The Utilization of the Microflora Indignous to and Present in Oil-Bearing Formations to Selectively Plug the more Porous Zones Thereby Increasing Oil Recovery During Waterflooding

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The objective of this work is to demonstrate the use of indigenous microbes as a method of profile control in waterfloods. It is expected that as the microbial population is induced to increase, that the expanded biomass will selectively block the more permeable zones of the reservoir thereby forcing injection water to flow through the less permeable zones which will result in improved sweep efficiency. This increase in microbial population will be accomplished by injecting a nutrient solution into four injectors. Four other injectors will act as control wells. During Phase 1, two wells will be cored through the zone ... continued below

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5 p.

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Brown, L.R. & Vadie, A.A. April 20, 1997.

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Description

The objective of this work is to demonstrate the use of indigenous microbes as a method of profile control in waterfloods. It is expected that as the microbial population is induced to increase, that the expanded biomass will selectively block the more permeable zones of the reservoir thereby forcing injection water to flow through the less permeable zones which will result in improved sweep efficiency. This increase in microbial population will be accomplished by injecting a nutrient solution into four injectors. Four other injectors will act as control wells. During Phase 1, two wells will be cored through the zone of interest. The core will be subjected to special core analyses in order to arrive at the optimum nutrient formulation. During Phase 11, nutrient injection will begin, the results monitored, and adjustments to the nutrient composition made, if necessary. Phase 11 also will include the drilling of three wells for postmortem core analysis. Phase III will focus on technology transfer of the results. It should be pointed out that one expected outcome of this new technology will be a prolongation of economical waterflooding operations, i.e. economical oil recovery should continue for much longer periods in the producing wells subjected to this selective plugging technique. Results from work under DOE Contract No. DE-AC22-90BC14665 will be incorporated as appropriate.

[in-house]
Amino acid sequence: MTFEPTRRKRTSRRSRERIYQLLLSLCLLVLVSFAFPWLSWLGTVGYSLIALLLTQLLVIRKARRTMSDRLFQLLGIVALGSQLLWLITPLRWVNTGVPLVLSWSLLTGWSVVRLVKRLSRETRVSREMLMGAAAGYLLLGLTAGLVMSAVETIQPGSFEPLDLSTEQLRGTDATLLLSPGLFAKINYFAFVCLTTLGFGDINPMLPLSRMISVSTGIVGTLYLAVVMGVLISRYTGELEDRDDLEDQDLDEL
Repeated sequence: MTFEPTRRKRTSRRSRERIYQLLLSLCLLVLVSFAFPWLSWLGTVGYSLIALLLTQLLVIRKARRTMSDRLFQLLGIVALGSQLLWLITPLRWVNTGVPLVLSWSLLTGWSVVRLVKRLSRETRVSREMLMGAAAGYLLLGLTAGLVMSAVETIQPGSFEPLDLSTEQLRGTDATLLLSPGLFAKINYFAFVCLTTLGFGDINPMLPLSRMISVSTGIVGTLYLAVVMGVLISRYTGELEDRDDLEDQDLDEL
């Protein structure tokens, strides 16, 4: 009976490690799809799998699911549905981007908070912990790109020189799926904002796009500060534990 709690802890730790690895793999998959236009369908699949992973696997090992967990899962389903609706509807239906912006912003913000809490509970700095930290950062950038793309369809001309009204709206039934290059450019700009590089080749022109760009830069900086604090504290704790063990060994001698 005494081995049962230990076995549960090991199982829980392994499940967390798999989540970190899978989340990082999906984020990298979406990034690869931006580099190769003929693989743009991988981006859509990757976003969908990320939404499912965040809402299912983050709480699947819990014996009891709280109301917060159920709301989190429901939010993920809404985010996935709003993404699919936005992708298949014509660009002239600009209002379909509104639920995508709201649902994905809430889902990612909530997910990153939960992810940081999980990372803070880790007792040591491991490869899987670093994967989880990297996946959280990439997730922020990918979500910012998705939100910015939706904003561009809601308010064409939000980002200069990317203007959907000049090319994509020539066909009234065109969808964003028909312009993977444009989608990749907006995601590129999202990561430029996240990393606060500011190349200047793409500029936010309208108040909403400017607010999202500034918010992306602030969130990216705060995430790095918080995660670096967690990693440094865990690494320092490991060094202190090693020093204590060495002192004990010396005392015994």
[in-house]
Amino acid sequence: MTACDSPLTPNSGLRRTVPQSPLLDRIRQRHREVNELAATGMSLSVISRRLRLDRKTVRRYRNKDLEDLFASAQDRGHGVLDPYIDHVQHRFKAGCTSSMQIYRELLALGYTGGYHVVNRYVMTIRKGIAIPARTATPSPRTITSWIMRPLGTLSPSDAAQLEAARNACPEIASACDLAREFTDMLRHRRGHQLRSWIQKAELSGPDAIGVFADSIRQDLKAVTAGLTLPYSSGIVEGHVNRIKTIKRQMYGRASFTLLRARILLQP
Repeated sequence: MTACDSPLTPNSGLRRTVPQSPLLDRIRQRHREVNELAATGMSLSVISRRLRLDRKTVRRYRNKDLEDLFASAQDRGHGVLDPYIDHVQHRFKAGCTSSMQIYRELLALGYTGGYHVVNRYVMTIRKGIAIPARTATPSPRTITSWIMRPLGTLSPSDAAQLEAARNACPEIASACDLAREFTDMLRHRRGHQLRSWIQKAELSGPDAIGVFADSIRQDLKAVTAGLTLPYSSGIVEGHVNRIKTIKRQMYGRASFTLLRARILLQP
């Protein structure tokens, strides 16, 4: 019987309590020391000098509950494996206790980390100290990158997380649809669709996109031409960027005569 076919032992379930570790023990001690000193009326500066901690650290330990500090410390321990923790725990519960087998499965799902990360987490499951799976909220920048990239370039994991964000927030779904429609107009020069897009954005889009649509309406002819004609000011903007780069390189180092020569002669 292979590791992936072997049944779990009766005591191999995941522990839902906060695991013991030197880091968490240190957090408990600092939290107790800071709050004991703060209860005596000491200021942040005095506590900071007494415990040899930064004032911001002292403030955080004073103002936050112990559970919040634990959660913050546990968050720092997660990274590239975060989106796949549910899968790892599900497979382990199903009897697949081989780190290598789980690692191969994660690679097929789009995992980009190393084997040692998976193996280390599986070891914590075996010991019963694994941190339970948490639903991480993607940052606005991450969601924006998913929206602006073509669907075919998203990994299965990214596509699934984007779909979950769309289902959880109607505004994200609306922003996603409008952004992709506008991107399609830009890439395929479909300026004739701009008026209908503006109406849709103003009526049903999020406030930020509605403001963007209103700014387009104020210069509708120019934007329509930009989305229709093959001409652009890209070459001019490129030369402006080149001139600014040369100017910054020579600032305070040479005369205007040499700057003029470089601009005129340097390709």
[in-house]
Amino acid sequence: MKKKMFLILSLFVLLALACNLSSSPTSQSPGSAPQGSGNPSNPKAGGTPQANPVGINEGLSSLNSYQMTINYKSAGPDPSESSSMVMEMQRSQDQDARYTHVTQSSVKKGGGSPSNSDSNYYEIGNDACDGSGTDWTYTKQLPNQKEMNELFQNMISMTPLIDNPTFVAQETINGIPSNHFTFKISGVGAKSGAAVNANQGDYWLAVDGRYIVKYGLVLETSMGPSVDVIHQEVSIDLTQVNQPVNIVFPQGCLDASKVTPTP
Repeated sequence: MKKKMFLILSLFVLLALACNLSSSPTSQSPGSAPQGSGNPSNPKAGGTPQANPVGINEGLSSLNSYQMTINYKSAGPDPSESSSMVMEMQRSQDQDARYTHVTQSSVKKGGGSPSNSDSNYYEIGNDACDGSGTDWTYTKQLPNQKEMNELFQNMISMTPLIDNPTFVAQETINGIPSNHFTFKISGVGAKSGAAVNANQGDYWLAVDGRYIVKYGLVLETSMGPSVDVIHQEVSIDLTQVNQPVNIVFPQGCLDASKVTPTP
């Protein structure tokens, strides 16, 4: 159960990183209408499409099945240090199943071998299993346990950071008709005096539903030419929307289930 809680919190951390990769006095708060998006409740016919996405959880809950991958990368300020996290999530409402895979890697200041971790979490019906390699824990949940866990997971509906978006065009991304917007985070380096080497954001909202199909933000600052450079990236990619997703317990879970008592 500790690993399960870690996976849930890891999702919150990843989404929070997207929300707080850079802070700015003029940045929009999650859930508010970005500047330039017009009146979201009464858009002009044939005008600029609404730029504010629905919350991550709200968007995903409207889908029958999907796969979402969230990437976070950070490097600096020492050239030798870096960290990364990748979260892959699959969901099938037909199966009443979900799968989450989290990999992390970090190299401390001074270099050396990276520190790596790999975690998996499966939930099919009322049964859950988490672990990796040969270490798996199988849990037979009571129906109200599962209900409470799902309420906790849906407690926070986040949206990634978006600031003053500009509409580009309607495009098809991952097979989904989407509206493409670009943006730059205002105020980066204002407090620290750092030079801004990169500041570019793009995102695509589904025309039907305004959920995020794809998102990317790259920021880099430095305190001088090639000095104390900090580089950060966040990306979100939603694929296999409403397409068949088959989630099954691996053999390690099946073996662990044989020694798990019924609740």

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5 p.

Notes

OSTI as DE97053727

Medium: P; Size: 5 p.

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  • Other Information: PBD: 20 Apr 1997

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  • Other: DE97053727
  • Report No.: DOE/BC/14962--T1
  • Grant Number: FC22-94BC14962
  • DOI: 10.2172/644597 | External Link
  • Office of Scientific & Technical Information Report Number: 644597
  • Archival Resource Key: ark:/67531/metadc692857

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Office of Scientific & Technical Information Technical Reports

Reports, articles and other documents harvested from the Office of Scientific and Technical Information.

Office of Scientific and Technical Information (OSTI) is the Department of Energy (DOE) office that collects, preserves, and disseminates DOE-sponsored research and development (R&D) results that are the outcomes of R&D projects or other funded activities at DOE labs and facilities nationwide and grantees at universities and other institutions.

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  • April 20, 1997

Added to The UNT Digital Library

  • Aug. 14, 2015, 8:43 a.m.

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  • April 13, 2017, 12:28 p.m.

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Brown, L.R. & Vadie, A.A. The Utilization of the Microflora Indignous to and Present in Oil-Bearing Formations to Selectively Plug the more Porous Zones Thereby Increasing Oil Recovery During Waterflooding, report, April 20, 1997; United States. (digital.library.unt.edu/ark:/67531/metadc692857/: accessed December 14, 2017), University of North Texas Libraries, Digital Library, digital.library.unt.edu; crediting UNT Libraries Government Documents Department.